MARVEL AT THE MOVIES: FILMS AND TV PRODUCTIONS FEATURING ‘DAREDEVIL’.
Andy Ross returns with his on-going series about the Marvel universe, looking at the film and television appearances of Daredevil – The Man Without Fear!
‘Can you guess why Daredevil is different from all other crime-fighters?’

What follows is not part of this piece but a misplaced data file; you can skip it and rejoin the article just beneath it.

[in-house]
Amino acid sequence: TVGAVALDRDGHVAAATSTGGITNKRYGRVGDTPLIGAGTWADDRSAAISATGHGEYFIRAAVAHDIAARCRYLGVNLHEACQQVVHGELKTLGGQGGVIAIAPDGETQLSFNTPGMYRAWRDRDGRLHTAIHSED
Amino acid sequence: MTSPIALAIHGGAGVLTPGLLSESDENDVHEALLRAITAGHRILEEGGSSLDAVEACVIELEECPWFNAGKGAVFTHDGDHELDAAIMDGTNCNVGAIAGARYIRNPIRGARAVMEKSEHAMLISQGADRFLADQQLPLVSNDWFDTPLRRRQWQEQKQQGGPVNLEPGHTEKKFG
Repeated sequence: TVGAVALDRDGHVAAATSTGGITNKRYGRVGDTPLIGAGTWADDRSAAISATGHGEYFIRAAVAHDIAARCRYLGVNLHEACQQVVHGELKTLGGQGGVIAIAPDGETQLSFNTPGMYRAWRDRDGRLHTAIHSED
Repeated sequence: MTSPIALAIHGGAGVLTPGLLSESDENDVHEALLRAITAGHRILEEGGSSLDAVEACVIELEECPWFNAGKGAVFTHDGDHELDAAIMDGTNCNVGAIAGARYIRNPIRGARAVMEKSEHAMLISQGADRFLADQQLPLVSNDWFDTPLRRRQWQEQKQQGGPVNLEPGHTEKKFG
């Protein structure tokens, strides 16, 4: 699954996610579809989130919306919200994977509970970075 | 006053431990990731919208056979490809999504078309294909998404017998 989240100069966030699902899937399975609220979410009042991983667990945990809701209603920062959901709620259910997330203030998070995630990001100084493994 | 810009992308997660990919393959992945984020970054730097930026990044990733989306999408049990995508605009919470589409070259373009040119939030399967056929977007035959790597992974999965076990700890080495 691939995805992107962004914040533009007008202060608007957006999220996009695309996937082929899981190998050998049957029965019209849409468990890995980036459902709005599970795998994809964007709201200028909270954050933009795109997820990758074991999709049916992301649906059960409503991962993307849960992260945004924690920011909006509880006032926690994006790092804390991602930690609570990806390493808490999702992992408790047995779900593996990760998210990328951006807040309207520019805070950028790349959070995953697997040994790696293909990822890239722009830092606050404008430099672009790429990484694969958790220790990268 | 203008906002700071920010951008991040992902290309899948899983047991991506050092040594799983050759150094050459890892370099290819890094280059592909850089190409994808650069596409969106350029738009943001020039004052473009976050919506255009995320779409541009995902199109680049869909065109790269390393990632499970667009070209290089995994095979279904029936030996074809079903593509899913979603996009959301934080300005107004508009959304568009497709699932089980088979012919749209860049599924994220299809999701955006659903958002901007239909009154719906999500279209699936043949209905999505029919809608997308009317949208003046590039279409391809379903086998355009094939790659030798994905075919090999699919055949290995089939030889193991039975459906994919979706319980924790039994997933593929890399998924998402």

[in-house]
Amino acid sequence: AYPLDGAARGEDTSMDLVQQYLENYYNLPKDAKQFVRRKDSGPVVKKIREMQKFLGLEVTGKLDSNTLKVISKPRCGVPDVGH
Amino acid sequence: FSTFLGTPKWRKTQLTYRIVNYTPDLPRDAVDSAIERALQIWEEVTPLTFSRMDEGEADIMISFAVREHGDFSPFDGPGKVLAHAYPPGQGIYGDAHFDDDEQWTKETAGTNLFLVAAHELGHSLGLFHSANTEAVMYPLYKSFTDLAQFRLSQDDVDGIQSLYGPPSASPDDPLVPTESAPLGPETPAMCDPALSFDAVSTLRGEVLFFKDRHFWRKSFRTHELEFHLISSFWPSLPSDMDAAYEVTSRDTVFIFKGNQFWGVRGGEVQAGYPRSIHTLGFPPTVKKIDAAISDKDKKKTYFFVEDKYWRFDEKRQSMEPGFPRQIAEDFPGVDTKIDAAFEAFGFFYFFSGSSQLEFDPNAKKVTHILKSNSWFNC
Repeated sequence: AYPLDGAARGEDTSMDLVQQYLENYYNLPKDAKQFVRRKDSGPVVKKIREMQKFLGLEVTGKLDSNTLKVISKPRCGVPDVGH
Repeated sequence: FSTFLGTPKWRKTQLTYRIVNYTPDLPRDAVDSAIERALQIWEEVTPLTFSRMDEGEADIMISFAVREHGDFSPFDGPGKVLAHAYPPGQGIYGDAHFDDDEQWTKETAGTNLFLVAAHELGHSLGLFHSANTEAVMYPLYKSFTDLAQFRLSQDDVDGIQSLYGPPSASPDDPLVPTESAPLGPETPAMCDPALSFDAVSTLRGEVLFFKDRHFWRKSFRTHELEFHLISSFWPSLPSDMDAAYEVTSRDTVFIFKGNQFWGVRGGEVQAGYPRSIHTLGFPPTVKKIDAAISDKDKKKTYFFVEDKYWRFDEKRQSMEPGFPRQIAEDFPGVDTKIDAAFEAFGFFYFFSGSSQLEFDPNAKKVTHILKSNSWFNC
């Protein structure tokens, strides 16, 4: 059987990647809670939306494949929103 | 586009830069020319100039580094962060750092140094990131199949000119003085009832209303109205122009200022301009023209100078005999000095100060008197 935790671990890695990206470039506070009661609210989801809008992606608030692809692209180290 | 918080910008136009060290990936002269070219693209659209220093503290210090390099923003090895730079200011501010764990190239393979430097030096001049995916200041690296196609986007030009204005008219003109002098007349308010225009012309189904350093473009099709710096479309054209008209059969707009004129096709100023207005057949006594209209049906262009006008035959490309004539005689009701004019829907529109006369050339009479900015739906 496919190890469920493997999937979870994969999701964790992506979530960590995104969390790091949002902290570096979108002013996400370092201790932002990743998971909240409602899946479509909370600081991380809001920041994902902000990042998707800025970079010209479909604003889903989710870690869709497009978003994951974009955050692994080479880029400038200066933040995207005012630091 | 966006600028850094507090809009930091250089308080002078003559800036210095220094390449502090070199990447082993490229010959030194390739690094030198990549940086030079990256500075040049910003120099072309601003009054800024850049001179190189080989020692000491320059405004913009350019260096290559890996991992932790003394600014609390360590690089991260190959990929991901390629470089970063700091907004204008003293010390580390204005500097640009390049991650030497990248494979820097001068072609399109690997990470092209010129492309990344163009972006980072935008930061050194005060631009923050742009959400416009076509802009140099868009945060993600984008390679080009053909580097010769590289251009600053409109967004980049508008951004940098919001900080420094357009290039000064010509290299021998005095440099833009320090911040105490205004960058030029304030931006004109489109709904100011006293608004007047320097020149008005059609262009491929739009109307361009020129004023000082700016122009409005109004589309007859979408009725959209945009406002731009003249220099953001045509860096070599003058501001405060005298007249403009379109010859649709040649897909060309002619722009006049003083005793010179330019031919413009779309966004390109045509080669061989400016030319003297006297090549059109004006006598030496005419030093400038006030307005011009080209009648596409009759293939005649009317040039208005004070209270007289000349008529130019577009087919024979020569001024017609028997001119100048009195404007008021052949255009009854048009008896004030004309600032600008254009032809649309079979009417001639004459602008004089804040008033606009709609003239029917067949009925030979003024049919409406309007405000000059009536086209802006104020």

So ran the tantalising tag-line to Stan Lee/ Bill Everett’s Here Comes Daredevil, The Man Without Fear (#1, Apr 1964). A character delivered in the true Marvel tradition, where Daredevil treads new ground is through the revelation that its pivotal hero is a victim of childhood blindness. The son of ‘Battling Jack’ Murdock – a prize-fighter from the notorious Hell’s Kitchen – Murdock loses his sight after saving an old man from being hit by a truck. With splashes of the vehicle’s radioactive payload damaging his eyes, Matt’s remaining senses become supernaturally enhanced. Struggling to provide a better life for his son, ‘Battling Jack’ refuses to throw a fight… an act of disobedience which is dealt with in the most brutal of fashions. Continuing to pursue his studies in the wake of his father’s murder, Matt’s passage into adulthood sees him fighting crime on two very different fronts; firstly, as a dedicated lawyer representing the down-trodden of the ghetto and, secondly, as the crimson-clad defender known as Daredevil.